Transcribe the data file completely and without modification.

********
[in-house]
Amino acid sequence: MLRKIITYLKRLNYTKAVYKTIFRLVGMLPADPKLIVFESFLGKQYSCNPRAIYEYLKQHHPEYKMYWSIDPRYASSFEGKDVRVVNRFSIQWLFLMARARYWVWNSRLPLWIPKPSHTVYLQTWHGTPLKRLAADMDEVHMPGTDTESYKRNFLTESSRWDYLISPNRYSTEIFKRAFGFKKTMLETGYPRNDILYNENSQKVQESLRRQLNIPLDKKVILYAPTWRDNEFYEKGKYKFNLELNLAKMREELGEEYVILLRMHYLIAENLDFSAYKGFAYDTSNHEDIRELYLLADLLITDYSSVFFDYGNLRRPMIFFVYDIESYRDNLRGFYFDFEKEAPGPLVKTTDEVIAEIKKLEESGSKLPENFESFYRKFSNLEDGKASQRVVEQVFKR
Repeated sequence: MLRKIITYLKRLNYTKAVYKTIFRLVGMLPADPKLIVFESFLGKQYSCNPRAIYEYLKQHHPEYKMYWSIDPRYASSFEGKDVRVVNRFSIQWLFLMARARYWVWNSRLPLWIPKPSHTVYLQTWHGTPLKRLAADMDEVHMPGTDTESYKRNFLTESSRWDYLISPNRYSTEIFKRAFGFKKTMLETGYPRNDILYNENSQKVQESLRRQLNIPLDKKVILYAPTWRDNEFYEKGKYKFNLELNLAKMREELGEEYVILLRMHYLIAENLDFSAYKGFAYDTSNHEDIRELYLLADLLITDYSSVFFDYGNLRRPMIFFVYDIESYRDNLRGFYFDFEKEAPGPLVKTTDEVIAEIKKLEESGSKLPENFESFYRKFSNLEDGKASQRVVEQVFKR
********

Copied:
[in-house]
Amino acid sequence: MLRKIITYLKRLNYTKAVYKTIFRLVGMLPADPKLIVFESFLGKQYSCNPRAIYEYLKQHHPEYKMYWSIDPRYASSFEGKDVRVVNRFSIQWLFLMARARYWVWNSRLPLWIPKPSHTVYLQTWHGTPLKRLAADMDEVHMPGTDTESYKRNFLTESSRWDYLISPNRYSTEIFKRAFGFKKTMLETGYPRNDILYNENSQKVQESLRRQLNIPLDKKVILYAPTWRDNEFYEKGKYKFNLELNLAKMREELGEEYVILLRMHYLIAENLDFSAYKGFAYDTSNHEDIRELYLLADLLITDYSSVFFDYGNLRRPMIFFVYDIESYRDNLRGFYFDFEKEAPGPLVKTTDEVIAEIKKLEESGSKLPENFESFYRKFSNLEDGKASQRVVEQVFKR
Repeated sequence: MLRKIITYLKRLNYTKAVYKTIFRLVGMLPADPKLIVFESFLGKQYSCNPRAIYEYLKQHHPEYKMYWSIDPRYASSFEGKDVRVVNRFSIQWLFLMARARYWVWNSRLPLWIPKPSHTVYLQTWHGTPLKRLAADMDEVHMPGTDTESYKRNFLTESSRWDYLISPNRYSTEIFKRAFGFKKTMLETGYPRNDILYNENSQKVQESLRRQLNIPLDKKVILYAPTWRDNEFYEKGKYKFNLELNLAKMREELGEEYVILLRMHYLIAENLDFSAYKGFAYDTSNHEDIRELYLLADLLITDYSSVFFDYGNLRRPMIFFVYDIESYRDNLRGFYFDFEKEAPGPLVKTTDEVIAEIKKLEESGSKLPENFESFYRKFSNLEDGKASQRVVEQVFKR